Parts of the Whole: Motor and Behavioral Skills in Self-Regulation and Schooling Outcomes Academic Article uri icon

abstract

  • © 2018, © 2018 Taylor & Francis. Primary education is compulsory around the world. This means that around age 5 or 6, millions of children worldwide transition from home or preschool/kindergarten settings into primary school, with the success of this transition shaping school and life trajectories for years to come. Both developmental and environmental factors during early childhood spur tremendous change in children’s executive function (EF), a multi-component process fundamental to self-regulation and overall achievement. Successful self-regulation means that children can master their attention, emotions, and behaviors as they navigate public social spaces including the classroom and playground. Adaptive development of EF and self-regulation are critical, because primary school comes with heightened expectations for children to manage themselves effectively. In this special section of 4 articles that collectively span preschool through 5th grade, we take an integrative, whole-child approach to studying children’s regulatory processes and schooling outcomes. Special section authors explored conceptual frameworks, measurement approaches, and empirical research on the motor and behavioral aspects of self-regulation and their contributions to educational outcomes. Article themes include the importance of precise and nuanced measurement of regulatory processes in addition to academic skills; in-school and out-of-school time as unique contexts for development; multiple interrelated developmental domains important for EF and self-regulation, including visuo-spatial and visuo-motor skills; and the need to synthesize research on EF and self-regulation across developmental domains for efficacious application and interventions. In taking an integrative, whole-child approach to the study of self-regulation and schooling outcomes, these articles represent research that are important parts of the whole.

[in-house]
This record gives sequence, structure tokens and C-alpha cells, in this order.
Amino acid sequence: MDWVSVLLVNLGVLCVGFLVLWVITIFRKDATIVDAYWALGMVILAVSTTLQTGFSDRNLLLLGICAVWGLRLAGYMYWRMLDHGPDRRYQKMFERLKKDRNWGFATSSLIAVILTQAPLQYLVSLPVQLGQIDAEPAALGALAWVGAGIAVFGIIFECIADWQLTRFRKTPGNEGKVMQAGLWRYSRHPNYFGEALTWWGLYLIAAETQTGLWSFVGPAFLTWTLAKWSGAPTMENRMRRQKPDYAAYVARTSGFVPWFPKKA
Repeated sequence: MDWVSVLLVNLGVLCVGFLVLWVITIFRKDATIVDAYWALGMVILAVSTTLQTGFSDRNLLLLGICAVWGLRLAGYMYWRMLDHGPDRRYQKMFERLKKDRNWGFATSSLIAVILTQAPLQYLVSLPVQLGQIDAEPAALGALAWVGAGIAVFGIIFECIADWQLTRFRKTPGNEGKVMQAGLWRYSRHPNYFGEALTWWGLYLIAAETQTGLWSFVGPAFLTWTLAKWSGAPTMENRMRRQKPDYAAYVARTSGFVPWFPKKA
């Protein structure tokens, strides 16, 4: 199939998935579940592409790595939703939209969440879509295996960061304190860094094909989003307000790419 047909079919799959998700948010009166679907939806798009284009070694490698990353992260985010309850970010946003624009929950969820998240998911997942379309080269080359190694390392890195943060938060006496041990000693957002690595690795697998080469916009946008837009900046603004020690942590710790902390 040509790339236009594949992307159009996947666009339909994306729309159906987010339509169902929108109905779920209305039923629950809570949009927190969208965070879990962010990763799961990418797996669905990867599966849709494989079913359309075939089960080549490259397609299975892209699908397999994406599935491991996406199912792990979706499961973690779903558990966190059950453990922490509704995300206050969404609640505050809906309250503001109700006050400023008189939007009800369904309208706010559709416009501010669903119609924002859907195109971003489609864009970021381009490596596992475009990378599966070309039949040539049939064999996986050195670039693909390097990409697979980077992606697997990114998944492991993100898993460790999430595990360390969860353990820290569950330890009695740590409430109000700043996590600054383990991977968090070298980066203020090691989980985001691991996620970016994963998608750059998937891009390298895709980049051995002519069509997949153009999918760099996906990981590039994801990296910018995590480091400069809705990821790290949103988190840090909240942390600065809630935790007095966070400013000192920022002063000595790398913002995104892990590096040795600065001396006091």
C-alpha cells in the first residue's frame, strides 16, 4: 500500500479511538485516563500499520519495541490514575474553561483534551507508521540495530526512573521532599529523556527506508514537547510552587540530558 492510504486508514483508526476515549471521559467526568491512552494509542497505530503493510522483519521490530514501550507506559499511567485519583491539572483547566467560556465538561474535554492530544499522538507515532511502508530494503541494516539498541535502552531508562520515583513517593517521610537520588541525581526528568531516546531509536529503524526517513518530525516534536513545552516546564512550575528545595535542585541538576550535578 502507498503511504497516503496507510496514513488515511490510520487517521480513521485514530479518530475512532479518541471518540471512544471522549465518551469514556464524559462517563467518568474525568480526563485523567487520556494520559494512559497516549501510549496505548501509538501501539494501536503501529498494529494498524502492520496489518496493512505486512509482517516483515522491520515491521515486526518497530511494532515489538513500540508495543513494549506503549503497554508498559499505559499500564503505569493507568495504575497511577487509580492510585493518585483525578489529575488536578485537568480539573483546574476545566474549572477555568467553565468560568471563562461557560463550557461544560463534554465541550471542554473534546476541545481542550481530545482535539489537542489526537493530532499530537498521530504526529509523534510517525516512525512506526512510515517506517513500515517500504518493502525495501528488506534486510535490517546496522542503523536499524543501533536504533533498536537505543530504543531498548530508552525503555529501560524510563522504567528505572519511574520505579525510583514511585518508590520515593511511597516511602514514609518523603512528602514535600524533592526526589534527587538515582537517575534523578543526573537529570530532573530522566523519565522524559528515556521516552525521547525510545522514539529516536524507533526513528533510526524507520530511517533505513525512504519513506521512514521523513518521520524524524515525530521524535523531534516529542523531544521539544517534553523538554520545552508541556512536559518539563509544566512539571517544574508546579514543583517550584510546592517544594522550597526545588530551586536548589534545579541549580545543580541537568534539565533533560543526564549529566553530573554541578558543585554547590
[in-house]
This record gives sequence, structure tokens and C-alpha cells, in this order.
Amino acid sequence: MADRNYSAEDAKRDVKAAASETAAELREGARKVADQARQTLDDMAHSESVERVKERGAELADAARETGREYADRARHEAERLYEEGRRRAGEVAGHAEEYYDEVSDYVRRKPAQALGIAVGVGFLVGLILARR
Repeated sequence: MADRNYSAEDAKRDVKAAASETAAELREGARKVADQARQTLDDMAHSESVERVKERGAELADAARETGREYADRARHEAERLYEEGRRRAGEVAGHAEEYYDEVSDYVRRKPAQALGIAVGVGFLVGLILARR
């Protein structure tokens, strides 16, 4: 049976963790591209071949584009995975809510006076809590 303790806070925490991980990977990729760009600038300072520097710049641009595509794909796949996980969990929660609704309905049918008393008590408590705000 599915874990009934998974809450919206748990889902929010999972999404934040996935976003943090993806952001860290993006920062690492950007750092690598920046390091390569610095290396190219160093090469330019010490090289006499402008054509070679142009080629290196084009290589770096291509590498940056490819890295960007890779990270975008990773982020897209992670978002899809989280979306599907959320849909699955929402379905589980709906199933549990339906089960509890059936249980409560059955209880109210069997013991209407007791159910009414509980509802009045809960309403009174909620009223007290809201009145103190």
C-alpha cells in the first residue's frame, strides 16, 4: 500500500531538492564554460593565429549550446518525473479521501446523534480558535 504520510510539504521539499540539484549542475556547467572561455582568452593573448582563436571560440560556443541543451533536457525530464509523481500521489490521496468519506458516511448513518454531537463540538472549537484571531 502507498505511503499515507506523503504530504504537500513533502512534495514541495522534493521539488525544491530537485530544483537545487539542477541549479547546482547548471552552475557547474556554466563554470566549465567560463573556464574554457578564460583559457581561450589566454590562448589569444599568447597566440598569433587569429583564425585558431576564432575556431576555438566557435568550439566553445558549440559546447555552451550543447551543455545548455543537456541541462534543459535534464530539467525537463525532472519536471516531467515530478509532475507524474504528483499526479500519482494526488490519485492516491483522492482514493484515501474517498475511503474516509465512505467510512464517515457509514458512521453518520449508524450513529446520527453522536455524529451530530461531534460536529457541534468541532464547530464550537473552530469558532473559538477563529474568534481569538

author list (cited authors)

  • Liew, J., Cameron, C. E., & Lockman, J. J.

citation count

  • 3

publication date

  • August 2018